So what’s it really like to be a Death Midwife?
Ask A Practitioner
Name: Nora Cedarwind Young
Title: Death Midwife
Location: Pacific Northwest; also serves clients nationwide and virtually
Rates: $100 consultation and visitation fee for serious on-site inquiries; other services a la carte
Credentials: Trained by home funeral movement pioneer Jerrigrace Lyons and certified by the nonprofit organization Final Passages.
What does a death midwife do?
A lot of people are familiar with a birth midwife, who supports a client during pregnancy, guides her through the experience, and does follow-up care. That’s exactly what a death midwife does with respect to a person’s death.
I can have minimal or maximum involvement. I do everything from helping people get paperwork in place to planning a home funeral. A lot of people haven’t even had a conversation with their loved ones about what death looks like to them or how they want to see it happen. Death is a coyote; it’s a trickster. It does not always come at the end of a long, well-lived life surrounded by those we love.
What kind of training do you receive?
People definitely need training and education about (their) state’s laws, rules, and regulations. I say you need a minimum of six months doing the actual work, lots of peer support, and you need to be exposing yourself as much as possible to end of life. They say the art of becoming is being.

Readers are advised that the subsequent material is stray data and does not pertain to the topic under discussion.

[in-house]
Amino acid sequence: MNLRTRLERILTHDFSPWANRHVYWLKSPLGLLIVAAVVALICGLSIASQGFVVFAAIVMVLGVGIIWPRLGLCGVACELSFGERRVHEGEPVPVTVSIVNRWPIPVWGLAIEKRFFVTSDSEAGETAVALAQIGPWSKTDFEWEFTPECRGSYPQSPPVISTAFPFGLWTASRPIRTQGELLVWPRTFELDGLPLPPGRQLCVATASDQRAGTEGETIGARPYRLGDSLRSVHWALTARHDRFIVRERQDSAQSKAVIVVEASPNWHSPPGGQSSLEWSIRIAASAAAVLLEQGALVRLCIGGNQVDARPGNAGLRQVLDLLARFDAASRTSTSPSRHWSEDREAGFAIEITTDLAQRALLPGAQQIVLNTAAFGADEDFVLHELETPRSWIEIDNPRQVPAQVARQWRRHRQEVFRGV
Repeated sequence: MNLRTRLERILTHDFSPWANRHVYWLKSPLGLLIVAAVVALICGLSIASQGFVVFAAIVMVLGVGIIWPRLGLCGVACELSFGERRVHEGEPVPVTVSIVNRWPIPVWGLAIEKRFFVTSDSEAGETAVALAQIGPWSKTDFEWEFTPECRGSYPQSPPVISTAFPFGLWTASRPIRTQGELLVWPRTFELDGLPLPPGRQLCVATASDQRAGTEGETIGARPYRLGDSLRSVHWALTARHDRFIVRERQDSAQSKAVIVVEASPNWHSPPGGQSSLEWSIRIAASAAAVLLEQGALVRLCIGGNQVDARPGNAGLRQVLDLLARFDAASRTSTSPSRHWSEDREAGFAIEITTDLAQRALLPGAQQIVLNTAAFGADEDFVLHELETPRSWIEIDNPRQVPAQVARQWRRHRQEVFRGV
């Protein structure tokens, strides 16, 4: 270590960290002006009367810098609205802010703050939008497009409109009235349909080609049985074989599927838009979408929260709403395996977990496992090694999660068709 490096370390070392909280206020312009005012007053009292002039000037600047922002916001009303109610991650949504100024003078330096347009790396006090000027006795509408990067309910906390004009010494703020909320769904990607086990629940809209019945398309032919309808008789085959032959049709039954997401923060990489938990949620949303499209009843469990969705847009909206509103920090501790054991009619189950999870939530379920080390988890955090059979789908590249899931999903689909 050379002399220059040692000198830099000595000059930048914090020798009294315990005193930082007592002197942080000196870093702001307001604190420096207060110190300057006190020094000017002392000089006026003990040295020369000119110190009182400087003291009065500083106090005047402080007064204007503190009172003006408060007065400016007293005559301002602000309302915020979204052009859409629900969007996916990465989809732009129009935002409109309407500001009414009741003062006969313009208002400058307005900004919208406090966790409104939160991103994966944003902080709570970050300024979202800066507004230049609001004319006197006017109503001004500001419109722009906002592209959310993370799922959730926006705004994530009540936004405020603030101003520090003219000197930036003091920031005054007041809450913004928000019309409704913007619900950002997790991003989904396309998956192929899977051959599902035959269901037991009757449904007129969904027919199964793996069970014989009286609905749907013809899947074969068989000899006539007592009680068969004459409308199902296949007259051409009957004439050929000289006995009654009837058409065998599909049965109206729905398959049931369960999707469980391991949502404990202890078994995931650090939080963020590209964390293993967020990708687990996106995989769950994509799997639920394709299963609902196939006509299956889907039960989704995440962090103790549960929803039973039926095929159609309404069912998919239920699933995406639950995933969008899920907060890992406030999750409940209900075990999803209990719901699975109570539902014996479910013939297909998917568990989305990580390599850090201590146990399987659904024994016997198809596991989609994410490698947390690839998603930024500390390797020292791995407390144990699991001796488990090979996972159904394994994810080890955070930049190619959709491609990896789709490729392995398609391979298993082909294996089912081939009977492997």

Is there a process that you follow in your work?
Different people need different things from a death midwife. Some people just want to get paperwork together. Some say, “I just want to know how to handle this grief.” Or they just want to know if they can bring a body home.
To prepare for a home funeral, we can hang tapestries, put out pictures, flowers, play soft music, and try to make the room almost like a temple. It’s really beautiful, so sacred and profound, and people come away truly moved. Kids totally get it. They’re not afraid of death at all. Society’s taught us to fear death as a ghoulish, freaky weirdness.
Death isn’t done like this anywhere else in the world, where everybody shows up in public, in clothes you’re not necessarily comfortable in. You have to contain your behavior because you’re in public. You can’t scream or cry. You take a few days off from work, come back, and everything should be better.
Is there a case that sticks with you?
I had a patient, a very elderly man with paper-fine skin. I was instructing his family in how to bathe, bless, and anoint his body; the wife starts going in and out of laughter, crying, laughter, crying. I couldn’t figure out what was up with her. She finally looked at me and said, “It’s been a year since I could touch him without him screaming out in pain.” How simple, and what a little thing. But so meaningful.
Can anyone have a home funeral?
Not every family makes a good fit. I have to assess the physicality of place, the logistics. There are details people don’t think about. For example, I educate people about handling dry ice, which is totally legal in all states for refrigerating the human body.
I’ve heard your work also involves helping spirits cross over?
I have definitely helped people cross over the threshold. When we build a relationship, we get the chance to have those conversations. The thing I’m more conscious of is not holding someone back. But I’m also not always there when someone crosses over.
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